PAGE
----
Red Wing Shoes, as I mentioned above, often stocks smaller sizes albeit in a limited selection. Their handsewn collection has some awesome boat shoes. Their shoes fit big. I have one pair of boots that are a size 5 and a pair that’s a size 6 and I wish they were a half size smaller. Impressively enough, they’re comfortable anyway.
Bass shoes, while I didn’t end up buying anything, their online help was decent. They also often stock smaller men’s sizes.
Cole Haans are super comfortable and they tend to fit a bit smaller which means if you’re on the cusp of a men’s 7, you might be able to push yourself into that size. If not, their women’s section often carries brogues and saddle shoes that are exactly the same as the men’s just smaller.
Gravity Pope is a Canadian shoe company that sells high end products, but they also make their own shoes, which are often cheaper versions of their brand name products. Luckily, their sizes tend to go a bit smaller than most. I have a decent pair of desert boots from there that look like Clark’s.
Mark McNairy, if you’re absolutely rolling in it and have exceptional, or eccentric taste look at the women’s Mark McNairy section on his website, not at secondary retailers because they never have the whole collection. Many of their shoes are just smaller versions of the male counterparts. Because I think a lot of ladies note the masculine style and the price, they don’t seem to sell out as fast as the men’s shoes. That’s a bonus for us.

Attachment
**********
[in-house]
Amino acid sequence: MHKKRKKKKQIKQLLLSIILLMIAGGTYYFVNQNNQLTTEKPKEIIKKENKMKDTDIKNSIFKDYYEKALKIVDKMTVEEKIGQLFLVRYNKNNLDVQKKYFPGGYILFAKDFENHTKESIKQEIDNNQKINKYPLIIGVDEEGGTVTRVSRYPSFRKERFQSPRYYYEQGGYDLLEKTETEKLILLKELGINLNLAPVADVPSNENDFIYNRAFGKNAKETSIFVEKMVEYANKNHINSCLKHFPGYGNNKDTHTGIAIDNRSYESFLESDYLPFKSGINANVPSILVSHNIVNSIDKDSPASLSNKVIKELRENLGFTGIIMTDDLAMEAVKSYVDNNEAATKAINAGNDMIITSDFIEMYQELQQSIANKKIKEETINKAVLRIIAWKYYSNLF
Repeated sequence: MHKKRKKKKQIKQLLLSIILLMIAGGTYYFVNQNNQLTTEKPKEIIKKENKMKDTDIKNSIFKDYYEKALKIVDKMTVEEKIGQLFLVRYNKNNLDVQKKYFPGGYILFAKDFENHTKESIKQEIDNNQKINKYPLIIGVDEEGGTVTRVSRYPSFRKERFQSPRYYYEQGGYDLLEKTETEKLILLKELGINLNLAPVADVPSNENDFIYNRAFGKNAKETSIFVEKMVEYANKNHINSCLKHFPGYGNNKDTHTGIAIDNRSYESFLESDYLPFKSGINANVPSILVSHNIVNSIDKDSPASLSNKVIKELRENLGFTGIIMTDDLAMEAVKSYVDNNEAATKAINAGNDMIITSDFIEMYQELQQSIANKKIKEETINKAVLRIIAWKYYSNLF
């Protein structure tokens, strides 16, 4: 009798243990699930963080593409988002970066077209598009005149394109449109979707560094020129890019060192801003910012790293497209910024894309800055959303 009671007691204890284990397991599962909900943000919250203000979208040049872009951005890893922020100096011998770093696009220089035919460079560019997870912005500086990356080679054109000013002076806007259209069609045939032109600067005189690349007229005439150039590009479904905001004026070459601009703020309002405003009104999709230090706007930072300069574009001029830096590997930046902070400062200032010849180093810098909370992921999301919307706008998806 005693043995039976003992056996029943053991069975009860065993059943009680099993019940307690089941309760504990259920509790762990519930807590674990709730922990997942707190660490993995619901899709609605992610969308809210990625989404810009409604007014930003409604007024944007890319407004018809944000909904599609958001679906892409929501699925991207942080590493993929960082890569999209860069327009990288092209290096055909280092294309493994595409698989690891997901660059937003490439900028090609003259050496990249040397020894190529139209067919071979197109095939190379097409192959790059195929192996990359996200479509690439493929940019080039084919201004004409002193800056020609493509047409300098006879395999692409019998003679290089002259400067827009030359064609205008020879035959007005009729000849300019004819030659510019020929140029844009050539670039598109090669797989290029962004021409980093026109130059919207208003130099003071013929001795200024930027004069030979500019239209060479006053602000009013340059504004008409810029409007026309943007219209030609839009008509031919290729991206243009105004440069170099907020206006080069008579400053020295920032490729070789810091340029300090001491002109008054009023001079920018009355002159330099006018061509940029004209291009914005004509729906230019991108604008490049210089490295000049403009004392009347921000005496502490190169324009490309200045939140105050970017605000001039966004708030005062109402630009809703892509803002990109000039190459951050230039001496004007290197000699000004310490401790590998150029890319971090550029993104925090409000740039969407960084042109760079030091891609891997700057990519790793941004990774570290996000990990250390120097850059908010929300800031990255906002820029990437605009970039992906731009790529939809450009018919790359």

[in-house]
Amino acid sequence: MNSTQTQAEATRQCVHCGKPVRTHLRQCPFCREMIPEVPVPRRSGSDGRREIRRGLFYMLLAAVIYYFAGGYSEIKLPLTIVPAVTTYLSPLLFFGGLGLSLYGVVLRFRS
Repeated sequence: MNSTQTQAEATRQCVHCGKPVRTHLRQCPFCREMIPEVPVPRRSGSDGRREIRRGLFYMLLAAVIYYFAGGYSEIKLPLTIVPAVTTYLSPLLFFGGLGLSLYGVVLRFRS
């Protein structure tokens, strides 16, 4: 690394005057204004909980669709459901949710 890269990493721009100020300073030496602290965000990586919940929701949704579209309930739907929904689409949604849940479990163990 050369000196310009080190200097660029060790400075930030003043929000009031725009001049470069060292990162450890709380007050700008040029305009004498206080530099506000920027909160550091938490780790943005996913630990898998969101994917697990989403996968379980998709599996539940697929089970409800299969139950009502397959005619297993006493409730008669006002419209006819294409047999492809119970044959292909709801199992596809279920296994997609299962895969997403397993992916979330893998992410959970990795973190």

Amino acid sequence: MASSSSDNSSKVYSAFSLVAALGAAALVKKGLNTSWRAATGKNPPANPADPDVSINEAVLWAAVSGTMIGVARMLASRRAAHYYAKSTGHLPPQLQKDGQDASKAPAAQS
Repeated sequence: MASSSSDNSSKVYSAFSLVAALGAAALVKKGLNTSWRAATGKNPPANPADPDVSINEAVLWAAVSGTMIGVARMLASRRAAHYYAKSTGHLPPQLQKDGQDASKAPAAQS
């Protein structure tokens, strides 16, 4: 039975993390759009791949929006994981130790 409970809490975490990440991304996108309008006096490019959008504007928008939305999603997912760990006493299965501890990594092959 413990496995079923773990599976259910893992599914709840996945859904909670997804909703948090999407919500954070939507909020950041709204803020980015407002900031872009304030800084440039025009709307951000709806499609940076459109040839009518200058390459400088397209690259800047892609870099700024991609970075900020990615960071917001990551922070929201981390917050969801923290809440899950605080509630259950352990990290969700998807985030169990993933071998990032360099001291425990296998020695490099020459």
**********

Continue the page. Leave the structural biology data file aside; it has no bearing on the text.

Brooks Brothers has an expansive children’s selection where you can get some pretty awesome penny loafers for cheap. Ralph Lauren also has this, but their sizes don’t seem to go as high, but have a look anyway. Both companies have good return policies and sales often.
Hope this helps out some people!

Great advice for those with smaller feet!

artoftransliness:

greetings-tothenewbrunette:

Wearing shoes, like an adult for trans*, queer, butch, masculine people